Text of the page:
Meet the "Queen of Mantas"

This conservation biologist shares her preferred places to spot mantas.

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“Queen of Mantas” Andrea Marshall has studied the graceful swimmers for more than a decade. From her base on Tofo Beach, Mozambique, this National Geographic emerging explorer and manta ray ambassador shares her preferred places to spot and dive with mantas—in, it turns out, some of the world’s most beautiful locales. Travelers looking “to give back and aid us in protecting these amazing animals,” she notes, can become citizen scientists on one of the trips organized by Ray of Hope Expeditions, which Marshall founded in 2012.

Indonesia

<p>During the southwest monsoon season both mantas and enormous schools of baitfish feed on the microscopic riches upwelled by the trade winds that blow across the Indian Ocean every year. </p>

During the southwest monsoon season both mantas and enormous schools of baitfish feed on the microscopic riches upwelled by the trade winds that blow across the Indian Ocean every year.

Photograph by Thomas P. Peschak

Marshall describes this nation as a “manta pub crawl for the sheer variety of places to spot rays, from the flourishing reefs around Raja Ampat to the island of Komodo, known for its “dragon” lizards, to tiny Nusa Penida, off Bali. “Indonesia is accessible to everyone,” Marshall says, with budget and high-end options. The country went from being one of the biggest fisheries to a protector of mantas. Her Nusa Penida tip: Dive at Manta Point, where mantas are “cleaned” by wrasse fish. Manta season: Year-round in Komodo and Bali; December through April in Raja Ampat.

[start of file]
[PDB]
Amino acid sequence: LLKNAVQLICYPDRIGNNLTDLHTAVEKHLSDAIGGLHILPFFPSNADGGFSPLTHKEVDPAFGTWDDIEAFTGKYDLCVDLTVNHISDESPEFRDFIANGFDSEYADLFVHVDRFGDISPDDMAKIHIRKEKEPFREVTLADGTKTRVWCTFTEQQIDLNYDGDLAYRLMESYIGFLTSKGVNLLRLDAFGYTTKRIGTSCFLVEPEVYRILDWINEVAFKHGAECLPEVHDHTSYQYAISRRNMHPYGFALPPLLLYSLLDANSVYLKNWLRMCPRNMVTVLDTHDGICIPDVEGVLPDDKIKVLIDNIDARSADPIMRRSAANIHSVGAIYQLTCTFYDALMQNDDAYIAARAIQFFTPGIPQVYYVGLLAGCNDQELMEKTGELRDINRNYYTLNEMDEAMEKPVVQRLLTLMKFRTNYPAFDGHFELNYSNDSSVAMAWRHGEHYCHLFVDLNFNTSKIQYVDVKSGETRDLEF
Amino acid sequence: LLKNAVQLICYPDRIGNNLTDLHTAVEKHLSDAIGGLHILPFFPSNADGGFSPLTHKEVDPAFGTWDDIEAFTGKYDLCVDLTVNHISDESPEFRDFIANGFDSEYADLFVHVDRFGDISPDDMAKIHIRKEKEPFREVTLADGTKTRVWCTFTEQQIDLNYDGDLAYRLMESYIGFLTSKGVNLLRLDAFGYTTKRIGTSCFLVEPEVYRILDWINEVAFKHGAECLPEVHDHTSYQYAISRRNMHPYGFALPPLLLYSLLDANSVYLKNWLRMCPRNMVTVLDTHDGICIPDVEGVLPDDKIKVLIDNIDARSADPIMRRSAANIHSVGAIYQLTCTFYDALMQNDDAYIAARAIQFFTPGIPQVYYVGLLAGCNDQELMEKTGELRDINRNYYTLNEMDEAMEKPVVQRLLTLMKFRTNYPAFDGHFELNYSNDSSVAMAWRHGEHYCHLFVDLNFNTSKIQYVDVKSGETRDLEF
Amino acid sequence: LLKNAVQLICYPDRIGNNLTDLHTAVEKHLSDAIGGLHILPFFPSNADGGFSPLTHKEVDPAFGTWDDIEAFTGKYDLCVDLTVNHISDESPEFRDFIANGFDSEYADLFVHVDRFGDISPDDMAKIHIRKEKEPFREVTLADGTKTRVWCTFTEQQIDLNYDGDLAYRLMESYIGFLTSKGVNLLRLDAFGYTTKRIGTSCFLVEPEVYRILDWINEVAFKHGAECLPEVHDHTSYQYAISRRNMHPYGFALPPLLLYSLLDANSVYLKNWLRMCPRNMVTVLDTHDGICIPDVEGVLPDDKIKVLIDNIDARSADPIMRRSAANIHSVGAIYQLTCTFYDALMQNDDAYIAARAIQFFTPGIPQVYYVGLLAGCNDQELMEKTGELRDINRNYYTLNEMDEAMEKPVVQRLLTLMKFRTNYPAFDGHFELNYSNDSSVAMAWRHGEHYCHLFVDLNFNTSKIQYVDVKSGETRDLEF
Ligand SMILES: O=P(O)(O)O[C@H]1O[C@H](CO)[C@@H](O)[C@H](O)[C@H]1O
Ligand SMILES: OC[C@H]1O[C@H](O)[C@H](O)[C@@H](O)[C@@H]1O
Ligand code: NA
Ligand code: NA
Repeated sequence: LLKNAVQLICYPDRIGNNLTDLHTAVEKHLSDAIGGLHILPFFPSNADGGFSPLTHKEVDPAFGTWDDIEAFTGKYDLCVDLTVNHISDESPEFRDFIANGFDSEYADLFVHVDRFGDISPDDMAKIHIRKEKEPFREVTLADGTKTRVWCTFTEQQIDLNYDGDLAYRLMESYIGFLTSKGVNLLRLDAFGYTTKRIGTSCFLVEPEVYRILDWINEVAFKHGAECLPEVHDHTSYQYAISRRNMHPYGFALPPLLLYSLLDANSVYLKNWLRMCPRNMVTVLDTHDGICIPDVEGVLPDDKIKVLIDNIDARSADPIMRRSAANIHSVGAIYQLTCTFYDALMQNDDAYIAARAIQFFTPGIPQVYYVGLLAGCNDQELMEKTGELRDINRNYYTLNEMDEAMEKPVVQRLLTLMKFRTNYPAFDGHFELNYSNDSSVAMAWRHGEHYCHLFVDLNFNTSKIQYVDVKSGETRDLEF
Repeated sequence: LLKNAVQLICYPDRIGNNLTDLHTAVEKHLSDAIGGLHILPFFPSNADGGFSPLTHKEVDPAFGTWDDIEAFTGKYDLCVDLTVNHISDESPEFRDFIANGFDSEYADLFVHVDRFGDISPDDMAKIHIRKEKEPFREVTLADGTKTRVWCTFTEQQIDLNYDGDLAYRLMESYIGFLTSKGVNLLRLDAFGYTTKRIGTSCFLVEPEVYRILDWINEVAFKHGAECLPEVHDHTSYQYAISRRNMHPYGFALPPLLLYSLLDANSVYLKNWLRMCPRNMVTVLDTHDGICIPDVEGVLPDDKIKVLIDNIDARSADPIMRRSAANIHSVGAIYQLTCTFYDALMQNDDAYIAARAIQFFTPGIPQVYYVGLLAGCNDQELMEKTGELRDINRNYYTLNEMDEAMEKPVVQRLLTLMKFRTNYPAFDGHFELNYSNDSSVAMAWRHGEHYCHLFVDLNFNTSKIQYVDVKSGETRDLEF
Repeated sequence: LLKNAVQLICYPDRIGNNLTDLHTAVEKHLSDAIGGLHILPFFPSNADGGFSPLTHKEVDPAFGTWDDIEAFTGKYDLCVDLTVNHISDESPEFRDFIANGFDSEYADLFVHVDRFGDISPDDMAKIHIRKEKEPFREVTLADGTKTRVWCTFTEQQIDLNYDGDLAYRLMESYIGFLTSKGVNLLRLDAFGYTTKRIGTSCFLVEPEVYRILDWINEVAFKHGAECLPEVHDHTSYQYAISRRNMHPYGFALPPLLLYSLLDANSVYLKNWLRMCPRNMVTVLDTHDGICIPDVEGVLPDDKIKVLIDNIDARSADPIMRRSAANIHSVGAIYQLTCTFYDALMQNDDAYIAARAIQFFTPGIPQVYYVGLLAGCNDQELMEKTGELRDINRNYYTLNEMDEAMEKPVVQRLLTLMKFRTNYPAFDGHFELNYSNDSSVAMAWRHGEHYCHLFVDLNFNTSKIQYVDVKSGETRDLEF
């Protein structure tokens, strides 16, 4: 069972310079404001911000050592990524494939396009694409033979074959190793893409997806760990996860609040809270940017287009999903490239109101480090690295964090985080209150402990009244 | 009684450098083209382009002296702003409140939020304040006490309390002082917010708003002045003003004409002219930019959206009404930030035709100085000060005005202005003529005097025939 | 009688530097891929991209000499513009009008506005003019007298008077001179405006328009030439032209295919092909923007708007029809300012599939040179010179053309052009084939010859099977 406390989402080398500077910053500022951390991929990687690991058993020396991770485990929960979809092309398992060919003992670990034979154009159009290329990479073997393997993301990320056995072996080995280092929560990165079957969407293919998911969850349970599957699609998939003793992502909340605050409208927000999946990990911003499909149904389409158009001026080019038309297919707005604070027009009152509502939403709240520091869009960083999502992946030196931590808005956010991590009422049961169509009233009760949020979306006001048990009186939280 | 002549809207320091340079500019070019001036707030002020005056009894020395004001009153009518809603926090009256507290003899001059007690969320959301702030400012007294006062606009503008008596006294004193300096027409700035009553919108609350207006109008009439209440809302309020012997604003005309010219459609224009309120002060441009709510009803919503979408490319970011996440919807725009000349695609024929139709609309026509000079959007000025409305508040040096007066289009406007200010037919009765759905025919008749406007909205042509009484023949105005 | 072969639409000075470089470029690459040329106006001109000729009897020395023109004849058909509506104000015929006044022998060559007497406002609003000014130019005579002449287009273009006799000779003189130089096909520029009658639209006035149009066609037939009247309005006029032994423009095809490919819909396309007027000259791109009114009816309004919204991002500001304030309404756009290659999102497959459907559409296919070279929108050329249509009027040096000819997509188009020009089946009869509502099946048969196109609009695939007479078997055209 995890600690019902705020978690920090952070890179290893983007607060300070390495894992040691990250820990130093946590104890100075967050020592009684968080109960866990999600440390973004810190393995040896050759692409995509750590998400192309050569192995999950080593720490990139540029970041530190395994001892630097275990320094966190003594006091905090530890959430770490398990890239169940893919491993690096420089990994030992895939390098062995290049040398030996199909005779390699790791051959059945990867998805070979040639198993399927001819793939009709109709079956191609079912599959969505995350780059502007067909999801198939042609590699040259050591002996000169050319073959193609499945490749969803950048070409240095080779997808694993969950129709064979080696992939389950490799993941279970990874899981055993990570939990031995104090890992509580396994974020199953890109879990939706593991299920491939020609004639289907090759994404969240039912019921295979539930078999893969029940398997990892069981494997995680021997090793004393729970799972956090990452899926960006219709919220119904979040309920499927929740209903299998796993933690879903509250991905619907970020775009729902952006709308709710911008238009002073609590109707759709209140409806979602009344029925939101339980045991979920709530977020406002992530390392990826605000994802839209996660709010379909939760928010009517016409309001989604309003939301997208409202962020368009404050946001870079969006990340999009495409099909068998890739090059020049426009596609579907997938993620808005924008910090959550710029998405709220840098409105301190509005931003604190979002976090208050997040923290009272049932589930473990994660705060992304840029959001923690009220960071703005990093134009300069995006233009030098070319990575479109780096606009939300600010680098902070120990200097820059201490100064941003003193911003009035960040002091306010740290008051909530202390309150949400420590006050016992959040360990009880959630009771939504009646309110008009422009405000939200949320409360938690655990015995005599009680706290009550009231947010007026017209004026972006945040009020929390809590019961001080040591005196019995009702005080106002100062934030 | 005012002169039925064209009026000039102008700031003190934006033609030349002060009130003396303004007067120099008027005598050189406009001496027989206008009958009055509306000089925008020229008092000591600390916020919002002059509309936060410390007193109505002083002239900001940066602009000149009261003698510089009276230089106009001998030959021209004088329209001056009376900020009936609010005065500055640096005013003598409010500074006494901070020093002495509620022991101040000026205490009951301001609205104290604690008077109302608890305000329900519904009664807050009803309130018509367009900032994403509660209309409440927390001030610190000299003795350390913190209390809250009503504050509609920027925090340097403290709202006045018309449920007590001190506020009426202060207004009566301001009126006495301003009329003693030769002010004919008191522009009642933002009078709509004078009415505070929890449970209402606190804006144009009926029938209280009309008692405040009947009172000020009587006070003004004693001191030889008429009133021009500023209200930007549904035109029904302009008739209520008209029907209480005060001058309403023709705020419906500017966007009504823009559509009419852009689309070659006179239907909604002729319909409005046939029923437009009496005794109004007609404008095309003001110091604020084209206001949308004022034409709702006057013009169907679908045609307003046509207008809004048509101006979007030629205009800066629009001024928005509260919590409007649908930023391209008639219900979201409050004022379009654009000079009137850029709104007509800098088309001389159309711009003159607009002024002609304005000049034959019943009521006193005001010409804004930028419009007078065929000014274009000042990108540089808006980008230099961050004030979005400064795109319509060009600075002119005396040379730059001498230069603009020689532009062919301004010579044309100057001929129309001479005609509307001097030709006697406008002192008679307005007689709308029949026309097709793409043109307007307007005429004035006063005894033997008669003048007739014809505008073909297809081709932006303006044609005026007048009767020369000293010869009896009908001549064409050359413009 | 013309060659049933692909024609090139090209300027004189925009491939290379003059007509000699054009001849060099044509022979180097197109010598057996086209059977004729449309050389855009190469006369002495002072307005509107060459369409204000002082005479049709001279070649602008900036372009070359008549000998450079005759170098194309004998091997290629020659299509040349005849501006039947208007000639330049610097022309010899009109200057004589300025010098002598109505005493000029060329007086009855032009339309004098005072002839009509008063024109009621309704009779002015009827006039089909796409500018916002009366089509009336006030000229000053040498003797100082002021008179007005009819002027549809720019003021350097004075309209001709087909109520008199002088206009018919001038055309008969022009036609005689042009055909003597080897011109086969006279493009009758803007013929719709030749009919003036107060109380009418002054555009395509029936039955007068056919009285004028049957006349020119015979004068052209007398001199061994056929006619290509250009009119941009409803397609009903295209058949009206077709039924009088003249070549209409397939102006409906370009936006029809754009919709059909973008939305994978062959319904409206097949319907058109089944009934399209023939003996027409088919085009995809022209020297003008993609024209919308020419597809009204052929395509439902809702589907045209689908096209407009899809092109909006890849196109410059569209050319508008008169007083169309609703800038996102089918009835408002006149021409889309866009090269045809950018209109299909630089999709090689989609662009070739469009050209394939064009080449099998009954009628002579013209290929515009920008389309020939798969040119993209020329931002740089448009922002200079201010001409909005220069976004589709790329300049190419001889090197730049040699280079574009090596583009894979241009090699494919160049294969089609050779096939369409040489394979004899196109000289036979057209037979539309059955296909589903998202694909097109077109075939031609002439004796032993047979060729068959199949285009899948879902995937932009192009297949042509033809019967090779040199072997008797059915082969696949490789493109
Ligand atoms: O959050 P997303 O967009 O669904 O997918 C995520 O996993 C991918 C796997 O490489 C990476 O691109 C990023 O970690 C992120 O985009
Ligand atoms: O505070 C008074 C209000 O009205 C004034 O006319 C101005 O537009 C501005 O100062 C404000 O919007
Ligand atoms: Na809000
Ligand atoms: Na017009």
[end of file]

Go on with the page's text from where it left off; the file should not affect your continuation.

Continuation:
Maldives

One of the first nations in the world to protect mantas, the island republic of Maldives is swarmed every year in monsoon season by hundreds of the giant rays, which swim into Hanifaru lagoon to feed on plankton. “I was moved to tears the first time I saw it,” Marshall says. “The lagoon is one of the few places where snorkelers can see big aggregations of mantas. Manta season: May through October, depending on monsoons.

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Mexico

Some 240 miles off the southern tip of Baja California, the Revillagigedo Archipelago, a World Heritage site, centers on four islands known for their remote diving sites and for some of the best viewing of sharks, whales—and swooping giant manta rays. “The mantas around Revillagigedo are really friendly,” says Marshall. “And the archipelago is a well-protected marine biosphere with very seasoned dive operators.” Manta season: November through May.

This story appeared in the Dec 2017/Jan 2018 issue of National Geographic Traveler magazine.

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